Simon Terry

Home » Future of Work » Networks are Two-Way Relationships

Networks are Two-Way Relationships

The transactional focus of recent business history has trained us to focus on clearly asking for what we want. Networks challenge us to create a mutually rewarding relationships.

“I tried to use the social network to solve my problem but it didn’t work”

I hear this comment often from people who are reluctant to use an enterprise social network, social media, community or other networked method of communication. My next step is to ask them to tell me the scenario. More often than not the individual who has a limited profile and limited following in a network has begun their relationship with a complex ask of others. Often they don’t participate often enough to reciprocate and help others with similar requests. That does’t work in personal relationships.  The only magic of networks that changes is scale.  Scale can make it harder to receive a response if you have no connections, voice or influence.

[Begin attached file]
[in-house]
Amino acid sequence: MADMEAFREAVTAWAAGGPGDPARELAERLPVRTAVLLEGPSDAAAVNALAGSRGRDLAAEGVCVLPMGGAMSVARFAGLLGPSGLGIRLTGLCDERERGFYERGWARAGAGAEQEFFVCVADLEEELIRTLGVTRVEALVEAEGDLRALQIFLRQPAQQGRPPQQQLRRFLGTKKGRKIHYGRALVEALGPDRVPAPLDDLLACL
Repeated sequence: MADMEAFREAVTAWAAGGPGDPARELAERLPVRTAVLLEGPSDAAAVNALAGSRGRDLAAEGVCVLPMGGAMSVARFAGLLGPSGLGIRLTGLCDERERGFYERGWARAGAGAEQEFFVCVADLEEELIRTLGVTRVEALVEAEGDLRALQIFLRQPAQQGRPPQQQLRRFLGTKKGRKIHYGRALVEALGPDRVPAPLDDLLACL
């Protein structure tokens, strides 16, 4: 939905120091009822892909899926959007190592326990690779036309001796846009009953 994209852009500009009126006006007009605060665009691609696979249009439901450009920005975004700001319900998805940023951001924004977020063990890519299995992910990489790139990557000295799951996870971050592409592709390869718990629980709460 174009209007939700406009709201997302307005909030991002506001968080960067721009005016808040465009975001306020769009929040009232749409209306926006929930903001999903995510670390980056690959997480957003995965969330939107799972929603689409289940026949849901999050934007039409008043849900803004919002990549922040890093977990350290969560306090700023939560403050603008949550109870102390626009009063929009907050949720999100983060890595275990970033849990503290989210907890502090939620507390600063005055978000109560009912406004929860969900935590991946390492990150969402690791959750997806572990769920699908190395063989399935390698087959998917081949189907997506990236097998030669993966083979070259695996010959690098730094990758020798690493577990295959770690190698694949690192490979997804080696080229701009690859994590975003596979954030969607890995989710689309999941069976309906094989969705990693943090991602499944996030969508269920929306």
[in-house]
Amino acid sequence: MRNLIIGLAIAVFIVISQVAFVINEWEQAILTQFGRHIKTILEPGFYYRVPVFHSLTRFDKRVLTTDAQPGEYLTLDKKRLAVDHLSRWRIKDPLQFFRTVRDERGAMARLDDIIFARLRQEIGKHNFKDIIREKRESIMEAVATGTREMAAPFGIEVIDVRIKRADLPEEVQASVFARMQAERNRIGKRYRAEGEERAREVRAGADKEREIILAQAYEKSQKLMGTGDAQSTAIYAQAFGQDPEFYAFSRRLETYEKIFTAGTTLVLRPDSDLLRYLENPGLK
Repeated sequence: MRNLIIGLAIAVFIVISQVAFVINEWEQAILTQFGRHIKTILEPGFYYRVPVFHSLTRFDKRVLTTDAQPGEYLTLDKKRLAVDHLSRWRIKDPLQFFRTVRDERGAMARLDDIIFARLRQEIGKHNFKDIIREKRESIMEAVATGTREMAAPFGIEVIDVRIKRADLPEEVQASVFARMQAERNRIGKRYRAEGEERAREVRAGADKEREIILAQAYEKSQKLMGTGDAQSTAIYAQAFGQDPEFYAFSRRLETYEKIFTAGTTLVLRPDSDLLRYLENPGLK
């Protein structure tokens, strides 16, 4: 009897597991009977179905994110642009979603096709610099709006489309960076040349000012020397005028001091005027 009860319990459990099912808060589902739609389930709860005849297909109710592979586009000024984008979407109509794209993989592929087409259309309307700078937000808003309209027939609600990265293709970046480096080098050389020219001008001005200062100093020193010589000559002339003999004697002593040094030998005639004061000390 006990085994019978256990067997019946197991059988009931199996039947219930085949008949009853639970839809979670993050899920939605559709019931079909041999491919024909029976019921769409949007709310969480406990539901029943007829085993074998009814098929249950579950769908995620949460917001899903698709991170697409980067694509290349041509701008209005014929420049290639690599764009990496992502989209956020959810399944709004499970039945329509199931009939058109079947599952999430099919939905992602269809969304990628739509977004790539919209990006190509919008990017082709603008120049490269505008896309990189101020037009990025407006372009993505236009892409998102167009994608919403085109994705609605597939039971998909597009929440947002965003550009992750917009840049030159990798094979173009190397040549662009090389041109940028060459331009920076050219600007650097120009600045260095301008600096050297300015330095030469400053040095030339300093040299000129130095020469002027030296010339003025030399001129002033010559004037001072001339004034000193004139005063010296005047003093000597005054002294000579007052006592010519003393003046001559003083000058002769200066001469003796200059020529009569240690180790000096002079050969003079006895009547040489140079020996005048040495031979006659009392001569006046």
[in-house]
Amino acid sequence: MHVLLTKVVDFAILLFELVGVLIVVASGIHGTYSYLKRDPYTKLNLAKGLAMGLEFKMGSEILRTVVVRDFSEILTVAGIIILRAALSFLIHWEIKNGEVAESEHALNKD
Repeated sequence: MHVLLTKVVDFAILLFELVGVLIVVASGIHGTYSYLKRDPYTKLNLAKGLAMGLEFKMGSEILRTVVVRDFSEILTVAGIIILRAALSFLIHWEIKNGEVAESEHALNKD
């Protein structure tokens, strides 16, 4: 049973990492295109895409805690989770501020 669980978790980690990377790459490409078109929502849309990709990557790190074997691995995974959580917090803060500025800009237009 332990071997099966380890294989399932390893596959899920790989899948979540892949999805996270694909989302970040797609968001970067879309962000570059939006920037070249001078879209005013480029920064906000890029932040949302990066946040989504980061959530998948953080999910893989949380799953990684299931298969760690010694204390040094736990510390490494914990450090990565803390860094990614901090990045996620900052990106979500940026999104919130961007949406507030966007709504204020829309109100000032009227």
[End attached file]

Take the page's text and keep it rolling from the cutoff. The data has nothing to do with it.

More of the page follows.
A network involves human relationships. People need to connect and share information to build a relationship with you. The reciprocity and trust that builds through this activity is the foundation of finding volunteers to solve a problem for you. The best requests for help are shared in deep relationships and with an understanding and respect for the benefits to the network of participation.